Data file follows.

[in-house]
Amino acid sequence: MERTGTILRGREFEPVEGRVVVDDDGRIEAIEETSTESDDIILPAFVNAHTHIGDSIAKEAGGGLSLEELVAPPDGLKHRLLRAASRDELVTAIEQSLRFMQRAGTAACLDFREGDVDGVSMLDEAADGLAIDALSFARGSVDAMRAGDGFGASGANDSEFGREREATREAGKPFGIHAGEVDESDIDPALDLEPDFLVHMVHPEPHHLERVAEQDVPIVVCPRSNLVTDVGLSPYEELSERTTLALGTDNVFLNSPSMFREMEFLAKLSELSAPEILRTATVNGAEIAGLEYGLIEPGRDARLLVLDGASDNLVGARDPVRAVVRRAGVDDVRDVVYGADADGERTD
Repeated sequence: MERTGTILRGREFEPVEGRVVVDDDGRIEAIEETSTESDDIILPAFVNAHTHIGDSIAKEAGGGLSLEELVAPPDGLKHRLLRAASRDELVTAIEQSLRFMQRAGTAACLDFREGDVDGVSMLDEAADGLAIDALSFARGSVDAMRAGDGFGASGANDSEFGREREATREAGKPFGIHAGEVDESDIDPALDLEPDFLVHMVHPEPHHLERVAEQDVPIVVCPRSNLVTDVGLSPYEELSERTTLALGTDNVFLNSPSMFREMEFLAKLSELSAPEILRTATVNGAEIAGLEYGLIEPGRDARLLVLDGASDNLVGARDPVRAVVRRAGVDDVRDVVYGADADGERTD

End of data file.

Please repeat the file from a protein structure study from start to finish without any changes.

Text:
[in-house]
Amino acid sequence: MERTGTILRGREFEPVEGRVVVDDDGRIEAIEETSTESDDIILPAFVNAHTHIGDSIAKEAGGGLSLEELVAPPDGLKHRLLRAASRDELVTAIEQSLRFMQRAGTAACLDFREGDVDGVSMLDEAADGLAIDALSFARGSVDAMRAGDGFGASGANDSEFGREREATREAGKPFGIHAGEVDESDIDPALDLEPDFLVHMVHPEPHHLERVAEQDVPIVVCPRSNLVTDVGLSPYEELSERTTLALGTDNVFLNSPSMFREMEFLAKLSELSAPEILRTATVNGAEIAGLEYGLIEPGRDARLLVLDGASDNLVGARDPVRAVVRRAGVDDVRDVVYGADADGERTD
Repeated sequence: MERTGTILRGREFEPVEGRVVVDDDGRIEAIEETSTESDDIILPAFVNAHTHIGDSIAKEAGGGLSLEELVAPPDGLKHRLLRAASRDELVTAIEQSLRFMQRAGTAACLDFREGDVDGVSMLDEAADGLAIDALSFARGSVDAMRAGDGFGASGANDSEFGREREATREAGKPFGIHAGEVDESDIDPALDLEPDFLVHMVHPEPHHLERVAEQDVPIVVCPRSNLVTDVGLSPYEELSERTTLALGTDNVFLNSPSMFREMEFLAKLSELSAPEILRTATVNGAEIAGLEYGLIEPGRDARLLVLDGASDNLVGARDPVRAVVRRAGVDDVRDVVYGADADGERTD